Conclusion: Defamiliarizing Electronic Monitoring
This chapter offers a number of reflections on how an exploration of the functions of electronic monitoring is useful for understanding EM in contemporary cultures of surveillance. The functional analysis inspired by Willem Nagel’s study of imprisonment is presented as a prolegomenon that helps to defamiliarize electronic monitoring, that is, it helps asking questions that ‘…make evident things into puzzles’ (Bauman 1990: 15). Three questions are being addressed in this final chapter: do we have too little or too much electronic monitoring?; is electronic monitoring a failure or a success?; is electronic monitoring Appolonian or Dyonisian?
KeywordsElectronic monitoring Imprisonment Sociology of punishment Surveillance
- Bagaric, M., Hunter, D., & Wolf, G. (2018). Technological incarceration and the end of the prison crisis. Journal of Criminal Law and Criminology, 108(1), 73–135.Google Scholar
- Bauman, Z. (1990). Thinking sociologically. Oxford: Basil Blackwell.Google Scholar
- Council of Europe. (2014). Recommendation CM/Rec(2014)4 of the Committee of Ministers to member states on electronic monitoring. Adopted by the Committee of Ministers on 19 February 2014, at the 1192nd meeting of the Ministers’ Deputies.Google Scholar
- Daems, T. (2019). Defamiliarizing punishment. In F. Focquaert, E. Shaw, & B. Waller (Eds.), The Routledge handbook of the philosophy and science of punishment. London: Routledge.Google Scholar
- Durkheim, E. (1933). The division of labor in society. Glencoe, IL: The Free Press of Glencoe.Google Scholar
- Lévy, T. (2006). Nos têtes sont plus dures que les murs des prisons. Paris: Grasset.Google Scholar
- Lyon, D. (2018). The culture of surveillance: Watching as a way of life. Cambridge: Polity.Google Scholar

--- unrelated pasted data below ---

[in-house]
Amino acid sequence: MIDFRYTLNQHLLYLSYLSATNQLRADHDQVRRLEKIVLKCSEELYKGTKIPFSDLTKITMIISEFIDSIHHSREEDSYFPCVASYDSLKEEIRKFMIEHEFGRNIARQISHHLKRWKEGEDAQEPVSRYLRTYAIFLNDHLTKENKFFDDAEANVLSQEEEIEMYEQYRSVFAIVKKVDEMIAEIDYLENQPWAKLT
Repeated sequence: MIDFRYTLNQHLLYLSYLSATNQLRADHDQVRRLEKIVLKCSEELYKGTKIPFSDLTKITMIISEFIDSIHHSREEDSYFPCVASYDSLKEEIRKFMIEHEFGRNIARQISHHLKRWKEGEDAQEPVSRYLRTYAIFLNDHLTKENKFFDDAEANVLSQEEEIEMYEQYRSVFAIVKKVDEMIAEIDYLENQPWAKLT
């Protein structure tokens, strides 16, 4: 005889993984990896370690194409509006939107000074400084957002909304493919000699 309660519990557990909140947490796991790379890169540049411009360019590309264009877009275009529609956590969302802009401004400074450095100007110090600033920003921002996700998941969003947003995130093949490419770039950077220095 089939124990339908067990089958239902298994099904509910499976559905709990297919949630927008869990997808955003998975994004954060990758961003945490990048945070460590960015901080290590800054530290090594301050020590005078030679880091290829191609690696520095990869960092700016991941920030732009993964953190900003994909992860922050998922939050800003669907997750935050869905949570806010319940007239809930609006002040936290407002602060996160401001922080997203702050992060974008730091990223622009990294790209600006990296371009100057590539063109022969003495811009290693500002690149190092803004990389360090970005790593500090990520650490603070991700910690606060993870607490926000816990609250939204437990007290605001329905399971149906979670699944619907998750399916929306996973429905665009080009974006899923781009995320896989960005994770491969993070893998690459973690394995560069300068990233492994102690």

- Nagel, W. H. (1977). De funkties van de vrijheidstraf. Samson: Alphen aan den Rijn.Google Scholar
- Nellis, M. (2015). Standards and ethics in electronic monitoring: Handbook for professionals responsible for the establishment and the use of electronic monitoring. Strasbourg: Council of Europe.Google Scholar
- Nellis, M. (2018). Clean and dirty electronic monitoring. Justice Trends, 3, 14–19.Google Scholar
- Nellis, M. (2019). “Better than human”? Smartphones, artificial intelligence and ultra-punitive electronic monitoring. Available at https://www.challengingecarceration.org/wp-content/uploads/2019/01/TI-and-Smart-EM-Final-.pdf.
- Pakes, F. (2019, August 4). A different way of doing things. https://www.thejusticegap.com/proof-magazine-a-different-way-of-doing-things/.
- Simon, J., & Sparks, R. (Eds.). (2012). The Sage handbook of punishment and society. London: Sage.Google Scholar
- Sparks, R. (2003). State punishment in advanced capitalist countries. In T. G. Blomberg & S. Cohen (Eds.), Punishment and social control (Enlarged 2nd ed.) (pp. 19–44). New York: Aldine de Gruyter.Google Scholar
- Spierenburg, P. (2004). Punishment, power and history: Foucault and Elias. Social Science History, 28(4), 607–636.Google Scholar